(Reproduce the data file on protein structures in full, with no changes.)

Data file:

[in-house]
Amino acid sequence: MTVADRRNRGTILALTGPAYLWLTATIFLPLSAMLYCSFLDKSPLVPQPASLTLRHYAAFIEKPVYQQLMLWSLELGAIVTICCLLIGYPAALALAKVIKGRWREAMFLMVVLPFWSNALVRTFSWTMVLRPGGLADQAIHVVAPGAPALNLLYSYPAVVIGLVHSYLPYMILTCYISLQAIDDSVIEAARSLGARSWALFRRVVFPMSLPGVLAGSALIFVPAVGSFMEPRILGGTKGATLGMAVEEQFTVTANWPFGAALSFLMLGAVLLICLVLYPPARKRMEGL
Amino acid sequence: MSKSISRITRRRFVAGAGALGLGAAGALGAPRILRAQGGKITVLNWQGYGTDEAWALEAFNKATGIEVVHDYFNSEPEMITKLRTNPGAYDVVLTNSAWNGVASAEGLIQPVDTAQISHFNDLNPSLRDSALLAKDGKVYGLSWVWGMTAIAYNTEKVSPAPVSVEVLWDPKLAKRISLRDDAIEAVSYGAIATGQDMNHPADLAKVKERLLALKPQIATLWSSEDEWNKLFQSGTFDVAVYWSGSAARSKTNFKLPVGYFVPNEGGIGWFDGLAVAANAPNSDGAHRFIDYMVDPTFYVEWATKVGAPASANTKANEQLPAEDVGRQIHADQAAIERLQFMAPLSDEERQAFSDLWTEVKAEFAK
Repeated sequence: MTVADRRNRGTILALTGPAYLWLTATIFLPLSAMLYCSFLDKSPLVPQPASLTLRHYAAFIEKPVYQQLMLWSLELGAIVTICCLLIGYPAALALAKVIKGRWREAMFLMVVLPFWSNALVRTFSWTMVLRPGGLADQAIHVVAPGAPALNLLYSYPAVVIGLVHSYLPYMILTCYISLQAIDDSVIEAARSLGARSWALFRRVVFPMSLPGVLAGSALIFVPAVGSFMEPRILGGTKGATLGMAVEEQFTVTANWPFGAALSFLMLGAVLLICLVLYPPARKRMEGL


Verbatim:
[in-house]
Amino acid sequence: MTVADRRNRGTILALTGPAYLWLTATIFLPLSAMLYCSFLDKSPLVPQPASLTLRHYAAFIEKPVYQQLMLWSLELGAIVTICCLLIGYPAALALAKVIKGRWREAMFLMVVLPFWSNALVRTFSWTMVLRPGGLADQAIHVVAPGAPALNLLYSYPAVVIGLVHSYLPYMILTCYISLQAIDDSVIEAARSLGARSWALFRRVVFPMSLPGVLAGSALIFVPAVGSFMEPRILGGTKGATLGMAVEEQFTVTANWPFGAALSFLMLGAVLLICLVLYPPARKRMEGL
Amino acid sequence: MSKSISRITRRRFVAGAGALGLGAAGALGAPRILRAQGGKITVLNWQGYGTDEAWALEAFNKATGIEVVHDYFNSEPEMITKLRTNPGAYDVVLTNSAWNGVASAEGLIQPVDTAQISHFNDLNPSLRDSALLAKDGKVYGLSWVWGMTAIAYNTEKVSPAPVSVEVLWDPKLAKRISLRDDAIEAVSYGAIATGQDMNHPADLAKVKERLLALKPQIATLWSSEDEWNKLFQSGTFDVAVYWSGSAARSKTNFKLPVGYFVPNEGGIGWFDGLAVAANAPNSDGAHRFIDYMVDPTFYVEWATKVGAPASANTKANEQLPAEDVGRQIHADQAAIERLQFMAPLSDEERQAFSDLWTEVKAEFAK
Repeated sequence: MTVADRRNRGTILALTGPAYLWLTATIFLPLSAMLYCSFLDKSPLVPQPASLTLRHYAAFIEKPVYQQLMLWSLELGAIVTICCLLIGYPAALALAKVIKGRWREAMFLMVVLPFWSNALVRTFSWTMVLRPGGLADQAIHVVAPGAPALNLLYSYPAVVIGLVHSYLPYMILTCYISLQAIDDSVIEAARSLGARSWALFRRVVFPMSLPGVLAGSALIFVPAVGSFMEPRILGGTKGATLGMAVEEQFTVTANWPFGAALSFLMLGAVLLICLVLYPPARKRMEGL